WASHINGTON, D.C. – Today, Senators Rick Scott and Chris Van Hollen introduced the We Protect American Investment in Drugs (PAID) Act of 2019 to address the soaring cost of prescription drug prices. The We PAID Act prohibits Pharmaceutical companies developing prescription drugs using federally-funded research, like NIH or CDC grants, from charging American consumers unreasonable prices for life-saving drugs.

Senator Rick Scott said, “There is no reason drug companies, especially those using taxpayer dollars to fund their research, should be charging Americans unreasonable prices for life-saving drugs. Families in Florida and across our nation are struggling to afford the prescription drugs they need to survive. The We PAID Act is one thing we can do to reduce the costs of drugs. If you used taxpayer-funded research to develop your drugs, you can’t charge unreasonable prices to American patients. It’s as simple as that. I urge all my colleagues to join Senator Van Hollen and I in support of this bipartisan and common sense legislation.”

Senator Chris Van Hollen said, “Maryland is proud to be home to NIH, and their talented scientists are on the front lines of life-saving research. I’ve consistently fought to increase our federal investment in NIH, but we must also make sure that taxpayers are getting a fair return on their investment – instead of being gouged by drug companies. The premise of this bill is simple: If the research behind your drug has been funded by taxpayers, then you have to set a reasonable price and limit price hikes. Private companies using publicly funded science should not be raking in huge profits while consumers and taxpayers are struggling to pay the skyrocketing prices of the very drugs they helped fund in the first place.”

The We PAID Act of 2019 would:

  • Direct the National Academy of Medicine to complete a study on how to determine the reasonableness of a drug’s price, taking into account factors including:
    • Federal funding used in the development of the drug;
    • Affordability of the drug to consumers; and
    • The price of the drug in other similar, industrialized countries
  • Establish an independent Drug Affordability and Access Committee to determine a reasonable price for each applicable drug based on the results of the National Academy of Medicine study.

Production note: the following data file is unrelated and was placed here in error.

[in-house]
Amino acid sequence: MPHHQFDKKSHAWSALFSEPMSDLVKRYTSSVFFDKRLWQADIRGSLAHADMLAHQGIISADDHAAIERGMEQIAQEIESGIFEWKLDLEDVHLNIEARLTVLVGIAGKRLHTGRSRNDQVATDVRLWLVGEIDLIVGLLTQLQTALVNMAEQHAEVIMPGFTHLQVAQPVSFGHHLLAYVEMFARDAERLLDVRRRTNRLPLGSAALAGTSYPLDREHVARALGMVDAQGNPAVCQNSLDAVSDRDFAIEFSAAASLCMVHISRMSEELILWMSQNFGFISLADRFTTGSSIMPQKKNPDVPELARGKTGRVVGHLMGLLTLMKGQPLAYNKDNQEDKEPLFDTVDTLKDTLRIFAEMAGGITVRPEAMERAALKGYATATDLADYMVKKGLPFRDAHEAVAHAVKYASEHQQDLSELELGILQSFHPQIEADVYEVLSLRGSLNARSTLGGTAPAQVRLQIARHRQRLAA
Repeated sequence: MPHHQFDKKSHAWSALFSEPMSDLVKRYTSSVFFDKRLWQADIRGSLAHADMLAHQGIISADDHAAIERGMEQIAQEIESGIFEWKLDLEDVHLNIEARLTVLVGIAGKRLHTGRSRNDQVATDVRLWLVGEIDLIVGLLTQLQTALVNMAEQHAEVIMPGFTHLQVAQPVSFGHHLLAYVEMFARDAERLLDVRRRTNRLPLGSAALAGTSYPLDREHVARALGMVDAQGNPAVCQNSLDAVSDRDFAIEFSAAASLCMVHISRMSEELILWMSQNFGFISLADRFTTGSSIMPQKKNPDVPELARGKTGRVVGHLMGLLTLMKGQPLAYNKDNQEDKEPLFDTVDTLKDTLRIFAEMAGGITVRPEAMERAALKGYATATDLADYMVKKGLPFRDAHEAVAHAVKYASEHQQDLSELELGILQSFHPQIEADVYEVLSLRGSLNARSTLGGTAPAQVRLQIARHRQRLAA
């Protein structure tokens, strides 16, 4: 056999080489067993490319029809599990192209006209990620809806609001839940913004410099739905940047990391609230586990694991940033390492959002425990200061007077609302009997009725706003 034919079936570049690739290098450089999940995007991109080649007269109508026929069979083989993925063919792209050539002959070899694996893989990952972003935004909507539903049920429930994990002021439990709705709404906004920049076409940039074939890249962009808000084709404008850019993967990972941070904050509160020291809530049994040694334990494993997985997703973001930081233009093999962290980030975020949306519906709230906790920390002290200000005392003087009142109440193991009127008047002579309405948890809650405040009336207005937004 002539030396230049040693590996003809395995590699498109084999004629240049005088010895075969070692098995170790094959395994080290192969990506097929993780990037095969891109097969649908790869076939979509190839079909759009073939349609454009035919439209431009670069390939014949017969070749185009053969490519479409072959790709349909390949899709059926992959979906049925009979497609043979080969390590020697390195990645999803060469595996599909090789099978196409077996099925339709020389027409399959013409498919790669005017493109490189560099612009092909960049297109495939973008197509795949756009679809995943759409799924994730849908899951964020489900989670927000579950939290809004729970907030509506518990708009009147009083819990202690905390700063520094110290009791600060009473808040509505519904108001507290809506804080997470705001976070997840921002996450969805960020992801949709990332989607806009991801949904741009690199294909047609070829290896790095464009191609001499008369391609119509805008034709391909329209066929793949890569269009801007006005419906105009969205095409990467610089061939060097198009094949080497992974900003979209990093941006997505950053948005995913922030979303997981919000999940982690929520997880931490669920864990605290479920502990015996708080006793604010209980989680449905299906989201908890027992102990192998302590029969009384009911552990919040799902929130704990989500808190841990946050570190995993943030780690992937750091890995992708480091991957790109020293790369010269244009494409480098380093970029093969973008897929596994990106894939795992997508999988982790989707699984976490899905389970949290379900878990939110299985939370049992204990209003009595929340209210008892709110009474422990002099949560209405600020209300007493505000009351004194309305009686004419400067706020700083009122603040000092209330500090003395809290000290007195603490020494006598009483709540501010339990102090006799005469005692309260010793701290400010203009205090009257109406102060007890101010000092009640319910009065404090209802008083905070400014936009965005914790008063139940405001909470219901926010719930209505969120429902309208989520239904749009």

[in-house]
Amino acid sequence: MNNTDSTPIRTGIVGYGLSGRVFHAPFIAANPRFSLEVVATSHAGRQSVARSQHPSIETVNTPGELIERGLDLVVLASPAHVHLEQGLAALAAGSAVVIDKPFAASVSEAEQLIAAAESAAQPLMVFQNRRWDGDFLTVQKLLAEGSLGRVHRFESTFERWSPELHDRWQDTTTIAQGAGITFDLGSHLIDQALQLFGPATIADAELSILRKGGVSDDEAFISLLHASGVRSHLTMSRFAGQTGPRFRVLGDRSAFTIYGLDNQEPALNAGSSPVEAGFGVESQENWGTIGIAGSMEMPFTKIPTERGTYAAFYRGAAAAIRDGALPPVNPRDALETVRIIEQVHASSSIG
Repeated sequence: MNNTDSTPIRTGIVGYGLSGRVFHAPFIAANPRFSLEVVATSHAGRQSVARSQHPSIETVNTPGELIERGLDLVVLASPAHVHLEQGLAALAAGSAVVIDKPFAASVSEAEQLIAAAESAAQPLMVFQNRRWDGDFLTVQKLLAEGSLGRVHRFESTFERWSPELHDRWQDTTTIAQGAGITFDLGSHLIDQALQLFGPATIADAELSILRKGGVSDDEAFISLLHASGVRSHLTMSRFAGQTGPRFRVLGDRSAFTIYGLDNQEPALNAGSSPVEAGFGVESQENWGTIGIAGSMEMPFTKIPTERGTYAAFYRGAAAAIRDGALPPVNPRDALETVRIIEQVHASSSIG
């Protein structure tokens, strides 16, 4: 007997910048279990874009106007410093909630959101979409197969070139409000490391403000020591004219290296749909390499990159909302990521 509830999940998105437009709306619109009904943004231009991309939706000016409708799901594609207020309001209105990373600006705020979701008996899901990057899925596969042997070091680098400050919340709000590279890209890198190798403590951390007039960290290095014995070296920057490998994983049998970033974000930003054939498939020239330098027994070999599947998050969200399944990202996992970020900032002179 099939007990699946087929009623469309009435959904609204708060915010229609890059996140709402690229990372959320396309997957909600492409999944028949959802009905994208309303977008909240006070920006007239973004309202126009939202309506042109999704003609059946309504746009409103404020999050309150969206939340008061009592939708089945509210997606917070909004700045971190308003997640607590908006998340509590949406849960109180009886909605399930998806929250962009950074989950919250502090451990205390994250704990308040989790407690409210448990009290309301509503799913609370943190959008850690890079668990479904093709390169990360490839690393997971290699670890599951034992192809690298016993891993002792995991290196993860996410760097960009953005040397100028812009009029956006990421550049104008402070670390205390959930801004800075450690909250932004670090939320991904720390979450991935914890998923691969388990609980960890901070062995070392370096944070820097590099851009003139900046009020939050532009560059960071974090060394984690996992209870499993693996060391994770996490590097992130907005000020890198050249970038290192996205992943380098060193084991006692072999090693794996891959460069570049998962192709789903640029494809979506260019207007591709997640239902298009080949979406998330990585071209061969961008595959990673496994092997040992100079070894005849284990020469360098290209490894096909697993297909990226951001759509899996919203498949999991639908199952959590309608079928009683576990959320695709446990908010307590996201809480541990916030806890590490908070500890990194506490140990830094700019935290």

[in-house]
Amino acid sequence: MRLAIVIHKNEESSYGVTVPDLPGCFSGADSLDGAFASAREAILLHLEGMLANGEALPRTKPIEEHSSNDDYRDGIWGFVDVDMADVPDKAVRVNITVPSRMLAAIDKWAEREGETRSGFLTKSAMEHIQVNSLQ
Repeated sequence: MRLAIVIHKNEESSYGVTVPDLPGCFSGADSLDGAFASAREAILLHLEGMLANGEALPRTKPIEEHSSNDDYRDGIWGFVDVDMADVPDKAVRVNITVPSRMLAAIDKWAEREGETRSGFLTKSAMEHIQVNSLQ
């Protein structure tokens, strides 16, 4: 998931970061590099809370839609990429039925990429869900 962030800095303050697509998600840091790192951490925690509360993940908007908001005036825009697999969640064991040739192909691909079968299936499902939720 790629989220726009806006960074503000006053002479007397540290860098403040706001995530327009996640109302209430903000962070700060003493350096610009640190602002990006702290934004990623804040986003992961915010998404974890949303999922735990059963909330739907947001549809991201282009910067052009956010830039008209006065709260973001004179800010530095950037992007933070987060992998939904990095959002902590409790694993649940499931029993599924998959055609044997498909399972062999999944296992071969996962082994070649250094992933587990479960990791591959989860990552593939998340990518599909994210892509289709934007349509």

• Require drug manufacturers that enter into licensing agreements for technology patented by the U.S. government or by an entity that developed the technology using federal funding through NIH or other federal agencies to agree to:
    • Not exceed the reasonable price determined by the Drug Affordability and Access Committee beginning after one year on the market;
    • Limit the annual price increase on any drug developed using this licensed technology to the rate of medical inflation; and
    • Submit the manufacturer’s drug price and information on the development of the drug to the Drug Affordability and Access Committee for a reasonable pricing determination
  • Require proper disclosure of government support in the development of patented technology, and allow a private right of action and/or a claim to be brought under Inter Partes Review before the U.S. Patent and Trademark Office’s Patent and Trial Appeal Board in the event proper disclosure does not occur.

Senator Scott is working on four other bills aimed at reducing the costs of prescription drugs:

  1. The America First Drug Pricing Plan addresses the soaring costs of prescription drugs by promoting transparency and preventing drug companies from forcing American consumers to subsidize low drug prices in foreign countries.
  2. The Protecting Patients from Surprise Medical Bills Act ends the practice of surprise medical billing.
  3. The Prescription Drug Price Reporting Act creates a consumer-friendly database of prescription drug prices.
  4. The Affordable Prescriptions for Patients Act prevents anti-competitive behavior from pharmaceutical companies to open the market for more affordable prescription drugs.

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